Anyway, I had to spend another couple of hours to adjust the phases. I also discovered for Model Power lights, it's better to keep just three lamps in one phase, more than that, It doesn't work properly irrespective of the capacity of the power sources.

    Also, I brought down the voltage to 6V DC than the prescribed 14V AC. At 14V AC just these 9 lights were enough to light up the whole port! Which is very unrealistic. In reality, street lamps are to light just the streets and diffuse significantly over small distances. 6V serves the purpose perfectly.

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    Well, I also spent some time making the railings on that tiny bridge...

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    Next step: rock formations, shades and N scale vehicles with operating headlights!
     
    Last edited by a moderator: Aug 8, 2011
  10. PW&NJ

    PW&NJ TrainBoard Member

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    Man, this is turning out great! Can't wait to see what's up next.
     
  11. Nimo

    Nimo TrainBoard Member

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    Thanks so much, :D progress is still not as fast as I like, but I'm getting there... slooooowwlyy... :p
     
  12. PW&NJ

    PW&NJ TrainBoard Member

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    Hey, you're wayyy ahead of me. :)
     
  13. Nimo

    Nimo TrainBoard Member

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    [h=3]Scenery: First Attempt on Trees, More Paper Mache[/h]

    I was always searching for a better ways to make cheaper trees. The only set of tress that I bought so far are 4 Bachmann trees for around $4, and that's as cheap as it can get for off the shelf, ready trees - unless they are second hand. So I knew for a long time that I would have to make my own. But I didn't really want to go down the traditional road of twisting wires. As usual I wanted faster results, so I took out some dead basil plants from my mother's garden that I collected a few months back... cut the branches to make the trunk. Here is a couple of test pictures to show how the trunks look:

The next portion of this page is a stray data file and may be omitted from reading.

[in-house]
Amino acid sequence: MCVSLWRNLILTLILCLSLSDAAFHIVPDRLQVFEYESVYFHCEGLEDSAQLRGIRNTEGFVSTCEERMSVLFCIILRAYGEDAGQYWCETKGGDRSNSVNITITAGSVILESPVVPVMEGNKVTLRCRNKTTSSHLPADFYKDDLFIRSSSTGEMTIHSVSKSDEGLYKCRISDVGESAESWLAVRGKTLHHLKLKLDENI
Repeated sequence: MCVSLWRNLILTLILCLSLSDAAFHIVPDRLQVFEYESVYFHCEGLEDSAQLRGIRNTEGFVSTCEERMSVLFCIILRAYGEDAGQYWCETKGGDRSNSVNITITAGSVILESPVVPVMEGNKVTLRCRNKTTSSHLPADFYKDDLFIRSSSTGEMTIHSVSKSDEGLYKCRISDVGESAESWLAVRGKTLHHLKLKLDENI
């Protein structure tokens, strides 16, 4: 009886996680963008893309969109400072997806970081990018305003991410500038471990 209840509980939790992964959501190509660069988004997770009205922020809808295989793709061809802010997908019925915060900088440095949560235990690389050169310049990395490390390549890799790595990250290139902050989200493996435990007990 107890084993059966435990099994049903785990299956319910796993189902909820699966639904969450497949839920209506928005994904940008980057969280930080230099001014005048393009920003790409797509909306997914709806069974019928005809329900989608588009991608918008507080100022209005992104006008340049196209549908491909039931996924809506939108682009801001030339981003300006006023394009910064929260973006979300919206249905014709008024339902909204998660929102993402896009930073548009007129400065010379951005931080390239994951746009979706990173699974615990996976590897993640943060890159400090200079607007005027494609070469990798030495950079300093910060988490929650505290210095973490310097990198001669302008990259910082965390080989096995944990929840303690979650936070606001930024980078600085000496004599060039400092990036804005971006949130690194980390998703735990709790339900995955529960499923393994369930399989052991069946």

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    The only tress with leaves in these photos are Bachmann ones.

    For leaves I took out the year-old stock of PVC dust that I collected while making my 3" telescope. I colored them green and let dry for about 6 hours.
     
  14. Nimo

    Nimo TrainBoard Member

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    [​IMG]
    Then I took the dead basil branches, put glue on them and then dip in this stock...


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    Honestly, I myself didn't like the appearance of the trees that much - actally the trucks looked more realistic than how it looks with leaf on it. The problem is, these leaves stick to only those branches, it cannot spread out in thin layer from the main branches. I need to device something for that and then try again...

    Well, now I have to prepare for shifting... so no railroading for quite some time... Here is a small video to look at for next few days...
     
  15. Nimo

    Nimo TrainBoard Member

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    [video=youtube_share;dVjwtptXlg4]http://youtu.be/dVjwtptXlg4[/video]
     
  16. Nimo

    Nimo TrainBoard Member

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    Well, this is actually a late update that I couldn't post 2 week's back because I was shifting my apartment and all. I was not at all happy and satisfied how the basil branches looked with the foliage. clearly it was weird! The problem was, an N scale tree of that size (around 3 inches tall) must have more branches, more leaves and thicker trunk - it should not look like "some green stuff stuck to small, dead branches!" Overall the very structure of these trees were wrong. So I threw them away, and when I was about to throw the rest of the branches, I had an idea, and it worked far better...